This is my personal blog. The views expressed here do not necessarily represent those of the congregations or presbytery I serve.

Thursday, March 25, 2010

Verb Endings.

“The point of church isn’t to get people to come to church….

[It is] to feed them,

so they can go out and, you know, be Jesus.”

Sara Miles

The classic statement of the “Great Ends of the Church” in the Presbyterian Book of Order needs new verbs. The current wording expresses a static, even inertial, inward gazing, complacent, protective institution. It is incompatible with a missional understanding of the church as sent out into the world to do something. The current language reflects a bias against change and an assumption that what we now have is perfect and will last forever if only we don’t mess with it. People only need to hear what we say and watch what we do in order to be saved.

Here they are:

The proclamation of the gospel for the salvation of humankind.”

Is the gospel a purely verbal phenomenon? Is it only proclaimed and announced, or is it also enacted, embodied, and accomplished? Does talking to people save them? Did Jesus merely talk, or did he also heal, exorcize, fast, pray, suffer, die, and rise from the dead? Is the church’s responsibility done when it has delivered verbal statements and pronouncements?

The shelter, nurture, and spiritual fellowship of the children of God.”

Is the purpose of the church limited to gathering, feeding, and protecting believers? Is it just a safe harbor in a nasty world, or is it also a launching pad for mission? The church is certainly a gathering, but it is a gathering with the purpose of being sent out.

The maintenance of divine worship.”

We maintain our houses by plugging the roof and cleaning the furnace. We maintain our cars by keeping them in good repair. This wording gives the impression that worship is a static and unchanging set of rubrics and ceremonial actions that we “maintain.” That is, we keep doing the same things, and make sure the same things keep happening. This statement might be used to justify maintaining worship language and forms of previous generations as if they were the measure of faithfulness. There is no sense of adaptation, cooperation, or continual dialogue with either the world or the demands of the gospel. Worship is not maintained like an old clock; it is celebrated, danced, and explored in wonder.

The preservation of the truth.”

Again, is the truth of the gospel something that is a static deposit that we own and that needs our protection so it doesn’t ever change? Do we possess the truth so profoundly that we can preserve it? Is the truth written in stone or captured forever in amber? Does not this statement reflect the arrogance of Uzzah, who thought to preserve and stabilize the Ark of the Covenant (1 Chronicles 13:9-10)? Is it not more accurate to say that the truth of God’s love for the world in Jesus Christ possesses us, and that it preserves us for service? Is not the truth a mystery far larger than the church and beyond the capacity of the human mind to grasp?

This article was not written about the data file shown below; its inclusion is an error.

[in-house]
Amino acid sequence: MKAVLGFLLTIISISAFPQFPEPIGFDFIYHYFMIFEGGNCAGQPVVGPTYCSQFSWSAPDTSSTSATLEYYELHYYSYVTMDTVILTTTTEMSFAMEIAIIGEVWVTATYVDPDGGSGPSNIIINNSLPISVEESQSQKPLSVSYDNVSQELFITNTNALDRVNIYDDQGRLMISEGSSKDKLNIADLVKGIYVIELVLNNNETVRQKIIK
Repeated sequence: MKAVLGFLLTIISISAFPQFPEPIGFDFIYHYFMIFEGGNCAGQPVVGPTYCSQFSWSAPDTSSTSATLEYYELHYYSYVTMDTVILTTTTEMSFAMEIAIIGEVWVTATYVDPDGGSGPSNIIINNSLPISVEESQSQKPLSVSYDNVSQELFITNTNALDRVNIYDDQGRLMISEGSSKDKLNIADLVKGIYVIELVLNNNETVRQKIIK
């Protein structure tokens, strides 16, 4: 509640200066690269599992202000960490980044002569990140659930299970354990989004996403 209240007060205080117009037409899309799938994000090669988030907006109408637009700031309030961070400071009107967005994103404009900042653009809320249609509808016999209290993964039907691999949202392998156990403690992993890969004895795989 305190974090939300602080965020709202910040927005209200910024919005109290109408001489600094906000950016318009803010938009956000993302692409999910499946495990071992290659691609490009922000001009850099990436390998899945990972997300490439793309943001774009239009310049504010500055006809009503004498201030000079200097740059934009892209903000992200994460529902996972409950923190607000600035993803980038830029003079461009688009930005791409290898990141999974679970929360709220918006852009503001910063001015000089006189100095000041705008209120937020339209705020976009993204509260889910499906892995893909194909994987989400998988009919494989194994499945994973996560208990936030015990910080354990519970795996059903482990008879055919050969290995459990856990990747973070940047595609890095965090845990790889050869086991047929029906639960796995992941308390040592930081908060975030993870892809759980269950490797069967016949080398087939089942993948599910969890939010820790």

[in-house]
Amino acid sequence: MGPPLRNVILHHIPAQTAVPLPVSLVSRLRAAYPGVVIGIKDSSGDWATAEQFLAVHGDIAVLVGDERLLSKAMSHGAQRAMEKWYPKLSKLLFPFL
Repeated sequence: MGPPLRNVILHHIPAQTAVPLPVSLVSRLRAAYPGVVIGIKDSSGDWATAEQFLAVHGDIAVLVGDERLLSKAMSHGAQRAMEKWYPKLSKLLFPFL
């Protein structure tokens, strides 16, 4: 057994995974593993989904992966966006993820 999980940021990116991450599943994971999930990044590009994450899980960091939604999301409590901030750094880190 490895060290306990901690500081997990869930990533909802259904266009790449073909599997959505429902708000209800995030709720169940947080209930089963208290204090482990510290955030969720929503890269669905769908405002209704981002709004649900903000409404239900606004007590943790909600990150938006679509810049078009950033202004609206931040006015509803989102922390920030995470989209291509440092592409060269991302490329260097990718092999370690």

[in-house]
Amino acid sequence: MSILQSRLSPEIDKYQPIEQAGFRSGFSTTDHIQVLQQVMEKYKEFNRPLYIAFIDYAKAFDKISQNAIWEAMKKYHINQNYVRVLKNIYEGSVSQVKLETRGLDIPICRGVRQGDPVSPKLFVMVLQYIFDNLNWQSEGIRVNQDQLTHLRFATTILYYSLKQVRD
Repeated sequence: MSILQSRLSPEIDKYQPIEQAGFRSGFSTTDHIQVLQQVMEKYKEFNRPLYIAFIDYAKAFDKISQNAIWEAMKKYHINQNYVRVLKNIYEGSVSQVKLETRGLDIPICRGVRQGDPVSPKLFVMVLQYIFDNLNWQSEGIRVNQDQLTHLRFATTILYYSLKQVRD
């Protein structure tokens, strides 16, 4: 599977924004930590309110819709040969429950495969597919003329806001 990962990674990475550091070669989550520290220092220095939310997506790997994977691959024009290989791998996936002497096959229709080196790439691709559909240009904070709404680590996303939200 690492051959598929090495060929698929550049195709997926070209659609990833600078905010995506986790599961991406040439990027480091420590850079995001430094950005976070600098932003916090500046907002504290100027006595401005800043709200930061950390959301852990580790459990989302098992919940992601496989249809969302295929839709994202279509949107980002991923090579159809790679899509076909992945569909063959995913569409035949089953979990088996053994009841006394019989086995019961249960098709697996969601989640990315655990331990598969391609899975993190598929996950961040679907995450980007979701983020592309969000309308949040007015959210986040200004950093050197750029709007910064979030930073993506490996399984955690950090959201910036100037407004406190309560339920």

The promotion of social righteousness.”

Is it the church’s calling to promote righteousness, or to actually be righteous? Is it to advocate goodness, as if that is our recommendation for someone else, or is it to do good actions? Too much of this smacks of the pompous pronunciamentos the church has been in the habit of generating, telling other people (usually the government) how to be righteous. These might have mattered a little in the days when the church had some social clout. But now they are ridiculous. And since the church itself does not often live up to its own vision of social righteousness, they are hypocritical.

The exhibition of the Kingdom of Heaven to the world.”

At least this one has an “ex-” word, indicating some kind of outward focus. But even here, an exhibit is still a fairly controlled and artificial presentation, like a diorama a child might make in 7th grade history. The assumption is that we have something that others need to passively observe and perhaps buy. Do we call on the world to watch us as spectators? We invite people to watch us as if we were an ant farm… do we really want people watching us that closely anyway?

I am sorry to say it but these “great ends” are just that: the end, as in termination and extinction, of the church. They depict a church that is in the process of imploding within its hermetically sealed protective container. Nothing escapes but a few words, words that are increasingly unintelligible to the rest of the world.

How about:

o The active living of the gospel for the liberation of humankind.

o The healing, empowering, and spiritual formation of the children of God.

o The exploration and celebration of God in worship.

o Standing in humility and awe before the great mystery of the truth of God’s love for the world in Jesus Christ.

o Seeking to follow Jesus Christ in our life together.

o Reflecting, expressing, embodying, anticipating, and activating the commonwealth of God in the world.

1 comment:

John Edward Harris said...

I do not disagree with anything your point, but I guess that I, a progressive Presbyterian, have always read and interpreted the great ends to communicate the same idea you have presented. I realize that others can be more concrete and might be unable to re-imagine the Great Ends as we have re-imagined them, so perhaps a more post-modern and fissional rendering is indeed called for. I think your ideas are not only worth exploring in a sermon or six, but perhaps in a short book.